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Seamróga ag Seinm — Google’s Musical Shamrocks for St. Patrick’s Day Posted by on Mar 17, 2015 in Irish Language

seamróg ina gnáthghnáthóg .i. seamróg nach bhfuil ag seinm uirlis cheoil agus nach bhfuil bróga uirthi agus nach bhfuil ag damhsa!  Just ina luí ar an talamh atá sí! (pictiúr le supportstorm ag  http://en.wikipedia.org/wiki/File:Trifolium_repens_Leaf_April_2,_2010.jpg)

seamróg ina gnáthghnáthóg .i. seamróg nach bhfuil ag seinm uirlis cheoil agus nach bhfuil bróga uirthi agus nach bhfuil ag damhsa! Just ina luí ar an talamh atá sí! (pictiúr le supportstorm ag http://en.wikipedia.org/wiki/File:Trifolium_repens_Leaf_April_2,_2010.jpg)

(le Róislín)

Often when I see Google’s imaginative “Doodles,” I want to drop everything and write a blog about them in Irish.  But somehow I never quite got around to it before.

But the seamróga in today’s Doodle seem to be a natural for some Irish vocab practice.   And just to make it a little more of a challenge, we’ll present the words as a fill-in-the-missing-letters challenge.

If you’re looking at the Doodle on your computer screen, from your left to your right (freagraí thíos):

  1. Tá an  __seamróg is  __ó ag seinm na fi__le.
  2. Tá dhá  s__eamróg eile ag damhsa. Or, hmmm, if they’re antrapamorfach, should we use “beirt“?
  3. an ceathr__  seamróg ag seinm an  __hodhráin le  __ipín.
  4. an cúigi­­__  seamróg ag seinm an  __hain__eó.
  5. Tá an  __seamróg is l__  ag bualadh a bos. That’s somehow assuming the shamrock is female. The word is grammatically feminine (baininscneach), so it seems a reasonable choice.  But, le haghaidh an dúshláin, let’s do a masculine version: Tá an  __seamróg is l__  ag bualadh a b__os.

Now let’s look at the vocab, and then why some of words undergo the changes they do.

ag seinm [SHEN-yim], playing (for musical instrument, not sports)

an fhidil [un IDJ-il], the fiddle

bainseó [BAN-shoh], banjo

beag, small, and that’s just a clue here, since we don’t have the actual word “beag” in our text.  Instead we have the phrase “is l__,” meaning “smallest”

beirt, two (for counting people)

bodhrán, bodhrán (hand-held Irish drum)

bos, palm (of hand), also “of palms”; “ag bualadh a bos,” clapping her hands, lit. hitting (of) her palms

bualadh [BOO-uh-luh], hitting, striking, here “clapping”

dhá, two

ceathrú [KYAH-hroo], fourth

cipín, usually means “a match” (for lighting fires), but here, the best English translation would be ______ (freagra thíos)

cúigiú, fifth

mór, big, and that’s just a clue here, since we don’t have the actual word “mór” in our text.  Instead we have the phrase “is m__,” meaning “biggest”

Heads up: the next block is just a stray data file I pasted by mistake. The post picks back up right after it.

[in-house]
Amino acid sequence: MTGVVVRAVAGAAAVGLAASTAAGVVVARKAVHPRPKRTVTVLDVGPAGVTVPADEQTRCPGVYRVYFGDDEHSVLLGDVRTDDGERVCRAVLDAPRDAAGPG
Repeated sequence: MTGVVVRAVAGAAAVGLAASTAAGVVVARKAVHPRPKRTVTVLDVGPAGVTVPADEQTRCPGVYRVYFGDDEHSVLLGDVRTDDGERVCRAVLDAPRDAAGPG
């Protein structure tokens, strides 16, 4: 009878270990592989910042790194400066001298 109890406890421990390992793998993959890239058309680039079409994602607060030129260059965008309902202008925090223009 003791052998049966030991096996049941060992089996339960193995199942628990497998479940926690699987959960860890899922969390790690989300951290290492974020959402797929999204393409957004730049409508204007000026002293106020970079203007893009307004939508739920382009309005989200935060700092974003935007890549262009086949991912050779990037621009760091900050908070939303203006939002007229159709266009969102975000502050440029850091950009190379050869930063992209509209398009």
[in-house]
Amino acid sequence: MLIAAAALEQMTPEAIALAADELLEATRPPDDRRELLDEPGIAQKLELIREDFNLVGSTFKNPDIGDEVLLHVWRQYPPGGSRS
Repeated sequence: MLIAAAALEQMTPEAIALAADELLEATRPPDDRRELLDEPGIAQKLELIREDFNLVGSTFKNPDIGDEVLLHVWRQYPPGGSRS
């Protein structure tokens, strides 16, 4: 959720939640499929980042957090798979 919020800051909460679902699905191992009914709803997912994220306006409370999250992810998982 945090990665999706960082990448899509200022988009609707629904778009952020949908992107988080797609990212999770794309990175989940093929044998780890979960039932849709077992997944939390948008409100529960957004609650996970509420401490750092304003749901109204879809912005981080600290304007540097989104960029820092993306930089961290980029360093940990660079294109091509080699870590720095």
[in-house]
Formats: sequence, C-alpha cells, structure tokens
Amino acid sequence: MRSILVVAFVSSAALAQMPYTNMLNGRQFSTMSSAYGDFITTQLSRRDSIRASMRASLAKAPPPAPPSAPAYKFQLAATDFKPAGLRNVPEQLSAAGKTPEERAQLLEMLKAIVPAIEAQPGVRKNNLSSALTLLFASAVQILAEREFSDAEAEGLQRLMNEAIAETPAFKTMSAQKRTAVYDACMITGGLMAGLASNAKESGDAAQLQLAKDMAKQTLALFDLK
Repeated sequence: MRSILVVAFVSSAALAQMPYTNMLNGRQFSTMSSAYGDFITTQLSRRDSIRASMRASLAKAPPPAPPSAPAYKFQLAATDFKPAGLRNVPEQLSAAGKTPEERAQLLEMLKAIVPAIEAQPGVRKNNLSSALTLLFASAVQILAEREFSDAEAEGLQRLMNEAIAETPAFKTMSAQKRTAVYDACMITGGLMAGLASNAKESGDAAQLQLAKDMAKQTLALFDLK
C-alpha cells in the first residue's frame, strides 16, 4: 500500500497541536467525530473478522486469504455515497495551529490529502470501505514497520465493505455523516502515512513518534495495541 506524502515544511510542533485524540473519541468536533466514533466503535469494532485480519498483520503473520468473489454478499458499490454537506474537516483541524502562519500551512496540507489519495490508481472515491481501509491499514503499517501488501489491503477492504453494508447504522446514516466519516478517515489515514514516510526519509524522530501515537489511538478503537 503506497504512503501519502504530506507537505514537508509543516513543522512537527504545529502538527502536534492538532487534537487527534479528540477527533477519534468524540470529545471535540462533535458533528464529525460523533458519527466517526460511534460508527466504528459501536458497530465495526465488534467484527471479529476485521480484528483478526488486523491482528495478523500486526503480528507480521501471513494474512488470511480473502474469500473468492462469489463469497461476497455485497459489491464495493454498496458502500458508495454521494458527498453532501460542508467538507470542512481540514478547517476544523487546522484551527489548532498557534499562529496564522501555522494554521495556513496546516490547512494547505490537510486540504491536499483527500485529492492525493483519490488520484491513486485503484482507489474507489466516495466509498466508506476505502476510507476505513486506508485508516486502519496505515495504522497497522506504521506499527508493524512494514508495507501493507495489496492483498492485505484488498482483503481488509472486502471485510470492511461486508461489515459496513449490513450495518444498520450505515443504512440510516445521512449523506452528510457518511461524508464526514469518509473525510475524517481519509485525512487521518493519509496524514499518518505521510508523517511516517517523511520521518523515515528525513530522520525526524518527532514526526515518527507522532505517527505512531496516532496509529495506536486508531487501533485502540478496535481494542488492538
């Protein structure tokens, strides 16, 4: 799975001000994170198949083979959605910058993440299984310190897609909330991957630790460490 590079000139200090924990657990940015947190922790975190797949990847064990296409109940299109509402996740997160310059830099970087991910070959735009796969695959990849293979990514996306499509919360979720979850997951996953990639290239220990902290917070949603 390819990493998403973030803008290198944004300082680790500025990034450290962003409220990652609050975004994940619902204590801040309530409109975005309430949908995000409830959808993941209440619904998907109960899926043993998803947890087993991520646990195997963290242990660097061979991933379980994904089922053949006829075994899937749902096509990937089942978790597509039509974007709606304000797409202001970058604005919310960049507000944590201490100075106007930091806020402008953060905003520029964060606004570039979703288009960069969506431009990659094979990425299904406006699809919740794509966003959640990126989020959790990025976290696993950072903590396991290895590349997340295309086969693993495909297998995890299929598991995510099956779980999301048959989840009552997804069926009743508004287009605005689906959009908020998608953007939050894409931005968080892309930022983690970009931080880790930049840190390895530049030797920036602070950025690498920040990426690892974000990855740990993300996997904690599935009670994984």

seamróg, a shamrock

Now I have to check and see if there’s an archive (cártlann) of the Google Doodles.  Seems to me I saw something like that once but now I’ll have to track it down again.  An bhfuil eolas ag duine ar bith?  An féidir breathnú ar na Doodles a bhí ann cheana? 

“Whack fal the di do, diddle i day,” or should that be “toora-loora-loora”?  Or “didtherum doo, didtherum doo, didtherum doo-da-dee?” Róislín

Freagraí:

  1. Tá an tseamróg is mó ag seinm na fidle. The biggest shamrock is playing the fiddle. (NB: “t” prefixed because “seamróg” is singular and starts with “s” followed by a vowel; is mó, lit. which is biggest; na fidle, genitive case for “at playing of fiddle”)
  2. Tá dhá sheamróg eile ag damhsa. Two other shamrocks are dancing. (NB: lenition after “dhá,” so “seamróg” becomes “sheamróg“)
  3. Tá an ceathrú seamróg ag seinm an bhodhráin le cipín. The fourth shamrock is playing the bodhrán with a tipper. (NB: lenition in the phrase “at playing of,” plus the genitive ending, with “i” inserted, so “bodhrán” becomes “bhodhráin“).
  4. Tá an cúigi­ú seamróg ag seinm an bhainseó. The fifth shamrock is playing the banjo. (NB: lenition of bainseó, so it becomes “bhainseó“)

5a. The feminine version: Tá an tseamróg is lú ag bualadh a bos.  b. The masculine version: Tá an tseamróg is lú ag bualadh a bhos.  a. The shamrock is clapping its (her) hands  b. The shamrock is clapping its (his palms).  In the b. version, the word “seamróg” remains grammatically feminine, but since we’re going anthropomorphic, we can at least practice the phrase as if it were “his hands” (really, his “palms”).

beag, small; “is lú,” smallest

mór, big; “is mó,” biggest

cipín, tipper (the stick used to play the bodhrán)

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